March 4, 2010, Updated September 24, 2012

One of the largest wine presses ever discovered in Israel was unearthed during an excavation by the Israel Antiquities Authority (IAA) in a region to be used for agriculture by a new community slated to be built for the evacuees from Gush Katif.


Gush Katif was a bloc of 17 Israeli settlements in the southern Gaza Strip that Israel evacuated in 2005 as part of the unilateral disengagement from Gaza.

The wine press was used to produce wine in the Late Byzantine period (sixth-seventh centuries CE). It is 1,400 years old and measures about 21 x 54 feet.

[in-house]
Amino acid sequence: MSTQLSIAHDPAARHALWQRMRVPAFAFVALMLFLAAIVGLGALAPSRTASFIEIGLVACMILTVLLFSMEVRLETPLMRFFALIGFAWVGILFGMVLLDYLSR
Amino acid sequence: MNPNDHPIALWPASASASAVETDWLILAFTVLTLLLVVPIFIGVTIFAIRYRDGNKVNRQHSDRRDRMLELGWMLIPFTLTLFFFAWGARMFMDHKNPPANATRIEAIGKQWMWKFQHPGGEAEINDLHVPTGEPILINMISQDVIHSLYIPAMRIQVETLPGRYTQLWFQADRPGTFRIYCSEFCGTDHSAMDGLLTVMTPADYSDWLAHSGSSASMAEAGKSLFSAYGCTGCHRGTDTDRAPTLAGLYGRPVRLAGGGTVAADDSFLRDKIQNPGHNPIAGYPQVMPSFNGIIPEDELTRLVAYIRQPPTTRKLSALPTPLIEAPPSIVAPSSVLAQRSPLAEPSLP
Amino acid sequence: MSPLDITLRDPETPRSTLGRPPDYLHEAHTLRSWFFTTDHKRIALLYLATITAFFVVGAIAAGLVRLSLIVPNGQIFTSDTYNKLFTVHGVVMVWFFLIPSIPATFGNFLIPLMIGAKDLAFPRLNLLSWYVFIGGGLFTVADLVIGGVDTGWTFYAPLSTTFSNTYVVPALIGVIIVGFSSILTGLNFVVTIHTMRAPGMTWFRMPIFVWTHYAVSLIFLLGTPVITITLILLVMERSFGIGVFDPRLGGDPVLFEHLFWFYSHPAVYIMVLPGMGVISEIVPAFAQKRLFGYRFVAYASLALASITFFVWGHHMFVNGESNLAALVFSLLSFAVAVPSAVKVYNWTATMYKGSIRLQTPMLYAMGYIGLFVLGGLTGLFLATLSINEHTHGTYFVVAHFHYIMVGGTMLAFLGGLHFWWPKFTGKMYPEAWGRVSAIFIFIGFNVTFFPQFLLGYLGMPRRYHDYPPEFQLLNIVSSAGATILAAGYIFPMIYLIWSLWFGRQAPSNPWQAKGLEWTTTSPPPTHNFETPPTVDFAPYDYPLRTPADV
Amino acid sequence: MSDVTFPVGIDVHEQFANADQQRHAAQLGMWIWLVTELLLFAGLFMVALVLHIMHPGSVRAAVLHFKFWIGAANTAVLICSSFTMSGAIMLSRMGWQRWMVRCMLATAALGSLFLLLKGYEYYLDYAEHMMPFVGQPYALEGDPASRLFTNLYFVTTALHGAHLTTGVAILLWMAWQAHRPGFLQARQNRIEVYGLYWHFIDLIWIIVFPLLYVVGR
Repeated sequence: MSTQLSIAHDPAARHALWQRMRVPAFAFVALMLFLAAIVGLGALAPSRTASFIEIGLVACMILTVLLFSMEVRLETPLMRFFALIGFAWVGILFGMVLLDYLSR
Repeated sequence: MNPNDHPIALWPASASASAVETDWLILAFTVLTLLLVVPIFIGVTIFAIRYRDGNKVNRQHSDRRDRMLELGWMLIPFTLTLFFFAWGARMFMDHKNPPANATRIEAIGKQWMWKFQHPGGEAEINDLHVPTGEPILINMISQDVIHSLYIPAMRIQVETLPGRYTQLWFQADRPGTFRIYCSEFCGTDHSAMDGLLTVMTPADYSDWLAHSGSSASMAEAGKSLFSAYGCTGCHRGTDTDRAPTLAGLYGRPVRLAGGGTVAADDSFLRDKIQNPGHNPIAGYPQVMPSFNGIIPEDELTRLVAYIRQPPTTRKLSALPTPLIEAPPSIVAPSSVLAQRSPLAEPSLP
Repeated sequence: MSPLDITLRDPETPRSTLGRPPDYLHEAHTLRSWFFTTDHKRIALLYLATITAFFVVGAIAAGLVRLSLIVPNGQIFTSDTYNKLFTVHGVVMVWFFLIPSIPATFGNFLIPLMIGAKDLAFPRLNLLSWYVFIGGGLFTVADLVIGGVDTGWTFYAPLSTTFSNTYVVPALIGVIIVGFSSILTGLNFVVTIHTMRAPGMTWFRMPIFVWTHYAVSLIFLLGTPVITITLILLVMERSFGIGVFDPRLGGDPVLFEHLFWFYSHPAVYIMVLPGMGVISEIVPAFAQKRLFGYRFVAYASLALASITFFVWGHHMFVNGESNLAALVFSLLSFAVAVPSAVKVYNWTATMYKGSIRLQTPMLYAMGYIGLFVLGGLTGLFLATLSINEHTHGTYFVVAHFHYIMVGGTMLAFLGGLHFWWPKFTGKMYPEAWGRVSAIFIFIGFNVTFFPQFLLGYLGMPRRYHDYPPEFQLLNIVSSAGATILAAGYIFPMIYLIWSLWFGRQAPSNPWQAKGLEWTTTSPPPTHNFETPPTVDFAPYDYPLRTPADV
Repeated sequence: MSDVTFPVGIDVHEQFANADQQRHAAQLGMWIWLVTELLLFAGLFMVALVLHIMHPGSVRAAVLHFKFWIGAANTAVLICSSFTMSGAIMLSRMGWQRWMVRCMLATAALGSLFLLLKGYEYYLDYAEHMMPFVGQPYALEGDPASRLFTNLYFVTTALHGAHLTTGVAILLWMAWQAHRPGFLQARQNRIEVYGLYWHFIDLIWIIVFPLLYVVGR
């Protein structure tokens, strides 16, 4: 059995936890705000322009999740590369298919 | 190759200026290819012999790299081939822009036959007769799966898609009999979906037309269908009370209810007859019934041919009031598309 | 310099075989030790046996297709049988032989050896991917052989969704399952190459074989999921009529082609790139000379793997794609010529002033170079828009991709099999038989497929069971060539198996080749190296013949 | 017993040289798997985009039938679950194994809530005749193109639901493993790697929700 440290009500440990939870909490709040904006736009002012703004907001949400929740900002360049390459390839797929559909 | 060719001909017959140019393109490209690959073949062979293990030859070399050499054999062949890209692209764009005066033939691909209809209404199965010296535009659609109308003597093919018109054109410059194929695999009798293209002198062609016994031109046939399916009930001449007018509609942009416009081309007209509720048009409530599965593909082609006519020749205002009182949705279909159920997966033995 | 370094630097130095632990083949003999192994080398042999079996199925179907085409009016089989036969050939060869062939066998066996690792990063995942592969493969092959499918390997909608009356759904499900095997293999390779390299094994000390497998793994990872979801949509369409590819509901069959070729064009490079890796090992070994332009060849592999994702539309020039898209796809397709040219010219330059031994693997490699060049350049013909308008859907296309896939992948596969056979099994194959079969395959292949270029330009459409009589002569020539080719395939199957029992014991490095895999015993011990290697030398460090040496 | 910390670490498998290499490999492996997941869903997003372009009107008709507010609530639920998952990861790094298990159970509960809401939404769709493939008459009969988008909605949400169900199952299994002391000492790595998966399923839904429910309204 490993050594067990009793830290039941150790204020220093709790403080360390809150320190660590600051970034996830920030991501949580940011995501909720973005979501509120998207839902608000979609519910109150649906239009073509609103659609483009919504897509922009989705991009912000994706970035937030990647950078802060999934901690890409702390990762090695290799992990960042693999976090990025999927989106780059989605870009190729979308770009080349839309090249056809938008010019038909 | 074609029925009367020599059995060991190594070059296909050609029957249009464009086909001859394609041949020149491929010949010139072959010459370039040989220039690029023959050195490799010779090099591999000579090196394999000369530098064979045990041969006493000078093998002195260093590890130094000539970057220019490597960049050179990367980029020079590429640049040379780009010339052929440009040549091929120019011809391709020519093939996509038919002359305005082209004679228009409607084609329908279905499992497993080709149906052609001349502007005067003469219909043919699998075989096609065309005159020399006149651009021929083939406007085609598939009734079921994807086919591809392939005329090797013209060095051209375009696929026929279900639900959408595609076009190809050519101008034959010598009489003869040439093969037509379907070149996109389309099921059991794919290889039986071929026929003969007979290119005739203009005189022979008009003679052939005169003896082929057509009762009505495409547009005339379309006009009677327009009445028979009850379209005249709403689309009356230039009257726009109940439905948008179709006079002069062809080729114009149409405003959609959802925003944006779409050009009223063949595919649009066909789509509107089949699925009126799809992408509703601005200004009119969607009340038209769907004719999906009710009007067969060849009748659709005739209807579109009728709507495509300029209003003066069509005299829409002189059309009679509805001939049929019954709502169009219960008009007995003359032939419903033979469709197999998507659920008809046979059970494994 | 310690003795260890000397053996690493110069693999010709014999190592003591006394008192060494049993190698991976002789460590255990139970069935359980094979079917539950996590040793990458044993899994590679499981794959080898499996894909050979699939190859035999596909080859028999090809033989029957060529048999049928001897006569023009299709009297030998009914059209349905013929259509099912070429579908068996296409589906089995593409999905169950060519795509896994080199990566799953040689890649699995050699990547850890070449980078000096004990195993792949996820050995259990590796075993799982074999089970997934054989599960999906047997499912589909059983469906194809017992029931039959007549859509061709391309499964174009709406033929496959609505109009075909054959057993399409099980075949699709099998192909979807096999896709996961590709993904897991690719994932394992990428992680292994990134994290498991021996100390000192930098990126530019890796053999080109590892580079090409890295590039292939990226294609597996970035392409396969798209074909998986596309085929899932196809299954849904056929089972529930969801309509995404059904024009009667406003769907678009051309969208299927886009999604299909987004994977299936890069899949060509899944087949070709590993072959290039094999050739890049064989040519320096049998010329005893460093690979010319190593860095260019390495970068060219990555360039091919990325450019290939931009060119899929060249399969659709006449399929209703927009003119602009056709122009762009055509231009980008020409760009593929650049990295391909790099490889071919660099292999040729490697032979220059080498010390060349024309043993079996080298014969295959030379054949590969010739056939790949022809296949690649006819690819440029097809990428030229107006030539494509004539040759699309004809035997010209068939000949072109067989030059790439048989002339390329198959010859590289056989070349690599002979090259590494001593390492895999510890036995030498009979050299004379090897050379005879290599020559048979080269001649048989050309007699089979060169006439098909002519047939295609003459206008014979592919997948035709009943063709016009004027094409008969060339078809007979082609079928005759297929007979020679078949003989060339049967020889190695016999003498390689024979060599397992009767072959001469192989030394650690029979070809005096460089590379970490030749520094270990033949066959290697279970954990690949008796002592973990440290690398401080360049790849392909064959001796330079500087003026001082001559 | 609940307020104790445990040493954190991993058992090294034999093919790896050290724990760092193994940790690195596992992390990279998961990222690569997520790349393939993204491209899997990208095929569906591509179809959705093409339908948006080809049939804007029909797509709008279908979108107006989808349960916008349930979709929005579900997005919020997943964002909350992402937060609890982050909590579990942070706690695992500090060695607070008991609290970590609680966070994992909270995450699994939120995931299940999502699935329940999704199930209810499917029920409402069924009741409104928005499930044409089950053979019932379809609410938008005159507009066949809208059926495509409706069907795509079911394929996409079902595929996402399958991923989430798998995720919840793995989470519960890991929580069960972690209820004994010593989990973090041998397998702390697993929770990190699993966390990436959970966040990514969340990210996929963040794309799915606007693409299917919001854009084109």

According to Uzi Ad, IAA excavation director, “The size of the wine press attests to the fact that the quantity of wine that was produced in it was exceptionally large, and was not meant for local consumption. Instead it was intended for export, probably to Egypt, which was a major export market at the time, or to Europe…”

He also says, “This is a complex wine press that reflects a very high level of technology for this period.”

There are plans to conserve the site and open it to the general public.


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